This season I have decided to start my own cutting garden, mainly because I find I am totally incapable of cutting flowers from the garden to bring into the house. I end up buying cut flowers from the supermarket because I can’t bear to denude my own garden plants. This can prove quite costly, and, by growing my own, I could save around five pounds a week, which amounts to an annual saving of around two hundred and fifty pounds. That is one very good reason to give it a go! I have also found that I have a very limited choice of variety and colour when buying flowers in a supermarket.
Cut flower varieties are chosen by professional growers, primarily for their length of vase life and their ability to withstand the rigours of long distance travel. This limits the number which would be suitable, and thus, the degree of choice in the shops. There will never be, for instance, sweet peas for sale in the local supermarket, as their vase life is only 3 – 5 days, and they are so delicate that they would be easily damaged in transit. As my cut flowers will only have to travel up the garden path, I can choose whichever varieties take my fancy. And if they die after a few days, there will be plenty more in the cutting patch to take their place.
I can also choose varieties for a specific reason, such as fragrance, which is very important to me, so I can choose flowers for their scent alone, if I want to. I love rich, jewel – like colours, so I can select a personal colour palette of purples, reds and strong blues, as well as oranges and hot pinks, which will complement each other well in a vase. I can also select for flower type, shape, size and textures to help me to achieve my ideal arrangements. There is a great creative freedom in growing your own cut flowers, which is lost in the selection of a bunch of supermarket roses.
I have already chosen and bought my seeds – many are Thompson & Morgan annuals, but I have had to go further afield for some more unusual varieties, like Bupleurum rotundifolium ‘Griffithii’, Nicotiana ‘Lime Green’, Anchusa Capensis ‘Blue Angel’ and Melianthus Major.
Choosing was an absolute labour of love and one of my favourite jobs of the whole year! Once they arrived I drew up a sowing plan, based on the sowing information given on the packet, and my own experience from previous years. I tend to wait, for instance, to sow cosmos until light levels are good, as my early sown seedlings have often been leggy and weak. Later sowings have been much more robust.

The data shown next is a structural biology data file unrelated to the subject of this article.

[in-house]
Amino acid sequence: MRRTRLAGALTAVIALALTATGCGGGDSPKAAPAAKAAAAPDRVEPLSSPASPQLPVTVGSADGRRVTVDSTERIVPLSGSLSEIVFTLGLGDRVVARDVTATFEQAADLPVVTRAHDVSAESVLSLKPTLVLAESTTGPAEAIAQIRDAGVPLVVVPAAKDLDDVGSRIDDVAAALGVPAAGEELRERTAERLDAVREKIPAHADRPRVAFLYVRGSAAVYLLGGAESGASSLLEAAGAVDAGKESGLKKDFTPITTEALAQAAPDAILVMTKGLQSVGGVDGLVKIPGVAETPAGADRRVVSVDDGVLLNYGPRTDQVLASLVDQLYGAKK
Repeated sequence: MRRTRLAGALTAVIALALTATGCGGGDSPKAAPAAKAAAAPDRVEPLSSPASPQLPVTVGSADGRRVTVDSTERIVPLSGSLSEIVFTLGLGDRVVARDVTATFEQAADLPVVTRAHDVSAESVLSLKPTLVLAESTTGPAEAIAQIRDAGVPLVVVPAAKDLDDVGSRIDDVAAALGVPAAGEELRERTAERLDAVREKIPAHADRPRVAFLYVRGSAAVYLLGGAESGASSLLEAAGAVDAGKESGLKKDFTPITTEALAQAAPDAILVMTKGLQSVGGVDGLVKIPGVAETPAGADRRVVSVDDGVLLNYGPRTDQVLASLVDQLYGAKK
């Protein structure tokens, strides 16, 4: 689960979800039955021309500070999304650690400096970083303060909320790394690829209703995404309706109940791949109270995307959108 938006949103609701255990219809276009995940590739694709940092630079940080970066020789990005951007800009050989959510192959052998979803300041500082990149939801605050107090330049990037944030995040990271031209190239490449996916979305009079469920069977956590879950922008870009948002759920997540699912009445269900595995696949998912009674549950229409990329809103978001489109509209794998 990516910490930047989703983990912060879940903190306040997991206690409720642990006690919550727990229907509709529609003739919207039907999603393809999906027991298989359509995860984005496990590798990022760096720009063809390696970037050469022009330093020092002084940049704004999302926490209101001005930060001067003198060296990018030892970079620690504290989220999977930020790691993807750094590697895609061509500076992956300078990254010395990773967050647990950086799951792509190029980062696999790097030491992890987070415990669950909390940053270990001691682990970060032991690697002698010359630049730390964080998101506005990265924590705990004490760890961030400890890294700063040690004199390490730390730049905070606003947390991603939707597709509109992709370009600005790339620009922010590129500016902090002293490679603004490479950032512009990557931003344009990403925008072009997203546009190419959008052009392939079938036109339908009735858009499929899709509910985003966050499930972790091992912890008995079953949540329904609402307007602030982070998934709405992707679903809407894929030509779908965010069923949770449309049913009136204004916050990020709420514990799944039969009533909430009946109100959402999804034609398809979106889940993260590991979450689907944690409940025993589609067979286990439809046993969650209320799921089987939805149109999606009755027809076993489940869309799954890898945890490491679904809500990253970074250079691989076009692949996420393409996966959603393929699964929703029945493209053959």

So, the propagator is on, and … there are babies! The first seeds have germinated, so they will be moved out of the propagator onto a warm, light windowsill to grow on, leaving space for the germination of the next batch of seeds. And repeat!
It must mean that spring is just around the corner …
Hoe hoe grow
It’s been a rather busy six months for me. I can’t quite see where my time has gone. Well, I say that, I spent a lot of it working in my client gardens. Unfortunately, this meant that I wasn’t able to look after my own pots as much as I’d have liked to. It certainly put the Fuchsia Berry to the Test! It really grew lots over the summer and it bloomed lovely to my surprise.
I had my first Berries from the plant in July. Albeit only a few. Never the less, I had berries and my first victims, umm I mean candidates, to try the berries and the flowers (along with myself) were my parents and my guinea pig. I wish I had been able to record my parent’s reactions, they were priceless! I did get a snap of Oscar trying his. He wasn’t too sure.
(I will apologise if you have been following me on twitter as I am using the same pictures in this blog as I have published on there!)
We all tried the flowers first. I ate each piece individually, which is probably best when you first try them as each bit tastes different. Mum on the other hand put the whole thing in in one go and then proceeded to proclaim, while screwing her face up ‘how could you give me something so foul! You evil child!’ All in jest of course. My dad had played the tactical game waiting for our responses before he would dare to try it. Now he was a little put off by mum’s reaction but I managed to get him to try a bit and after a few small bites he said he didn’t mind it but wouldn’t rush to have another one.
The berries were a different story. We all enjoyed them and I got my Grandad to try some when I had a few more and gave him some to take home to nanny for her to try. They never made it home. I don’t think they even made it out of the door!
The berries to me taste like a cross between a blueberry and a grape. The skin has a slightly bitter taste but that maybe because I was feeding my plant with Worm Tea from my wormery.
Over the next few months I trapped more people into trying my berries. Nearly everyone who I asked to try them were dubious whether I was trying to poison them. Ye of little faith! Of course, I promised the I wasn’t and I ate them in front of them to prove that I was going to be poisoned as much as they were. Their responses were much the same as mine. They either said blueberry or grape or a mix of the two.